Wednesday, December 22, 2010

Reusing Keurig Single Serve K-Cups, A solution at last! And an innovation opportunity for GMCR!

Intrepid design innovators check out Kbrewlids a company which can help us all love coffee and the Keurig single brew system that much more.  Thanks for blogging about this first.  See their blog post. Check out the end of this post for a crazy innovative idea I have about bringing a lifecycle process and mentality to the K-Cup Single Brewing System and the customer user experience.

Over Three Billion K-Cups in the Environment Next Year?  
At this point you've seen them used in offices, grocery stores and at home.  Next year Green Mountain Coffee Roasters will make another gazillion of them, actually about three (3) billion K-Cups.  Based on 4th quarter sales of +/- 800 million units.  which are responsible for 90% of GMCR's profits. You know you can't recycle plastic K-cups don't you? At least most of them.  For the plastic ones there's not a recycling solution  as of yet. Presently this is not good for landfills and our environment.

Maybe you use the Keurig system at home.  (over 6% of you do these days in the US!) The food matter and plastic material used after a brew aren't compatible with recycling centers apparently, nor are they fully and truly compostable (yet!).  At least as a stop-gap measure, now you can take matters in your own hands literally and repack your k-cups yourself with the coffee you love most using the reusable metal foil lid.  One very bright spot is the debut of paper based delivery cups for the Celestial Seasooning GPublish Postreen Tea released earlier this fall.  Perhaps it's the shape of things to come.  But for now the vast majority of their product is made of plastic which is why reusing them with lids from companies like Krewlids is an interesting alternative to tossing them in the garbage.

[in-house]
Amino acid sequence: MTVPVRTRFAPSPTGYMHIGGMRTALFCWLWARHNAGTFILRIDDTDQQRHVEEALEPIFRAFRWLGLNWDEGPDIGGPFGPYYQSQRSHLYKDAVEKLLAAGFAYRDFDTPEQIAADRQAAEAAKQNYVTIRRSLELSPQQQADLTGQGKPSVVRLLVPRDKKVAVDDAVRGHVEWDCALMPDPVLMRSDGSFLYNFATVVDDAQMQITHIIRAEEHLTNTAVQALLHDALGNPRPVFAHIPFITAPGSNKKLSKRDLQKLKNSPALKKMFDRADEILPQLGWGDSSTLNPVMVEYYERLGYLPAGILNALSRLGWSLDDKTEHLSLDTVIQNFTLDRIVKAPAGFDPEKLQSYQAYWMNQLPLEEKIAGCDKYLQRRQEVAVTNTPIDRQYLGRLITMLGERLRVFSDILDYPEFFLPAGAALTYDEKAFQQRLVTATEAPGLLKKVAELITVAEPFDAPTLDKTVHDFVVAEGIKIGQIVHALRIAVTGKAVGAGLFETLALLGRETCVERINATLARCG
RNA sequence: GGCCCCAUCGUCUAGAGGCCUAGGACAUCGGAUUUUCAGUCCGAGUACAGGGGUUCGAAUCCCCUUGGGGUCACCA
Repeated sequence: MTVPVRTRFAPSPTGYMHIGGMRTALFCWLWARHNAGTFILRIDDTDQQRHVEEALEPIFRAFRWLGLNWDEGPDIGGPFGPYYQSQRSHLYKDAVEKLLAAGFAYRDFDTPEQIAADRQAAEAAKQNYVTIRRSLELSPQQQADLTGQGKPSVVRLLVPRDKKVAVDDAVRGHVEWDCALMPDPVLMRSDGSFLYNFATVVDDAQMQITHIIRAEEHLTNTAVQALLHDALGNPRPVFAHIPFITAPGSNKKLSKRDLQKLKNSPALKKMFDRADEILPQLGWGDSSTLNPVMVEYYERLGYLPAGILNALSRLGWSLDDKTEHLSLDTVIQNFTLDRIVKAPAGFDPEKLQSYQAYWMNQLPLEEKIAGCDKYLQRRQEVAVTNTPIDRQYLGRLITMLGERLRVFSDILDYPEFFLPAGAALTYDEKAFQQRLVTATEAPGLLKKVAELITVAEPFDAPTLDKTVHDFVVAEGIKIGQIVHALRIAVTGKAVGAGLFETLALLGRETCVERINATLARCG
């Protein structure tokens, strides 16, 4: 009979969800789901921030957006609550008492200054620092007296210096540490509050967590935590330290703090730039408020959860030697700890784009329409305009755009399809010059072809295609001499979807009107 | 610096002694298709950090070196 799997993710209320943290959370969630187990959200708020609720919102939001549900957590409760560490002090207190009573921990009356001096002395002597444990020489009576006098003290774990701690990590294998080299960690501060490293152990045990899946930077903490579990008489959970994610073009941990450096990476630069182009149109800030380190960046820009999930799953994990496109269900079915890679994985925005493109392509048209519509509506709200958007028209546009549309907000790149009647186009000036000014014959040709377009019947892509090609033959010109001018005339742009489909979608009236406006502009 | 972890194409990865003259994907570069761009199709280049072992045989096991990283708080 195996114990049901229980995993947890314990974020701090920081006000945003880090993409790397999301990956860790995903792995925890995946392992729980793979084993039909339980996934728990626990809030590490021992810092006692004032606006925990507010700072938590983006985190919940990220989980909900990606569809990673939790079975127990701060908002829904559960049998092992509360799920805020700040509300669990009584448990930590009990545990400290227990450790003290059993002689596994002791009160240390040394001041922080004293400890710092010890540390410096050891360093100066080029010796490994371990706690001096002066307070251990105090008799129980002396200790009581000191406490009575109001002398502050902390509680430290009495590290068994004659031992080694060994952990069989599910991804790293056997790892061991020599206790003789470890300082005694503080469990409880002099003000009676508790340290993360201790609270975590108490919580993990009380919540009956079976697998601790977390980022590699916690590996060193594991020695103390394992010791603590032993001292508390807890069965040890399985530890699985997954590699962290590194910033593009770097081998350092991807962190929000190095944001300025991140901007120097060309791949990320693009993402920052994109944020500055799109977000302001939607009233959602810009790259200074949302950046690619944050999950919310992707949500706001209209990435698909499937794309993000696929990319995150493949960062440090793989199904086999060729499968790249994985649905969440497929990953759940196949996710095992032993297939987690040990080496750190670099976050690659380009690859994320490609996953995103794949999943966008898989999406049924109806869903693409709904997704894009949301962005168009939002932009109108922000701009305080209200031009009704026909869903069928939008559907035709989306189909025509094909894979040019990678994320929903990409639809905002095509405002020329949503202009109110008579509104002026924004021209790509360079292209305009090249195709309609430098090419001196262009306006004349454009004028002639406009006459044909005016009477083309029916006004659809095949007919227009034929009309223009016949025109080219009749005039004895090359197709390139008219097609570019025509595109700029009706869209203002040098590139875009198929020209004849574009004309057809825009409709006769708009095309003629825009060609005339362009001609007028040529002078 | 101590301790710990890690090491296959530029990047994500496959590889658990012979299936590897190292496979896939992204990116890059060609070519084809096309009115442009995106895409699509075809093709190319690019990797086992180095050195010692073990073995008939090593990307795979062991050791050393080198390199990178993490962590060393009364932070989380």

It's an interesting idea.  However, you can also use the Keurig reusable cup as well, it's called My K-Cup and it's available for $17.95 from Keurig.  The reality of packing your own is you actually have to handle coffee.  Remember when you used to pour coffee grounds into white coffee filters after you ground up your coffee beans?

You can go down memory lane and recreate that experience every day and get a little closer to your food and its production.  Nothing is better than the smell of fresh ground coffee beans.  It's what I remember most fondly about the original Green Mountain Coffee Roasters retail coffee shops around Vermont where I grew up as a kid.  The sounds and smell of freshly roasted and ground coffee.  Wow!  It was dark and majestic in its olfactory wonder! But maybe not realistic to fully return to.  But it was a lot of work and it took time.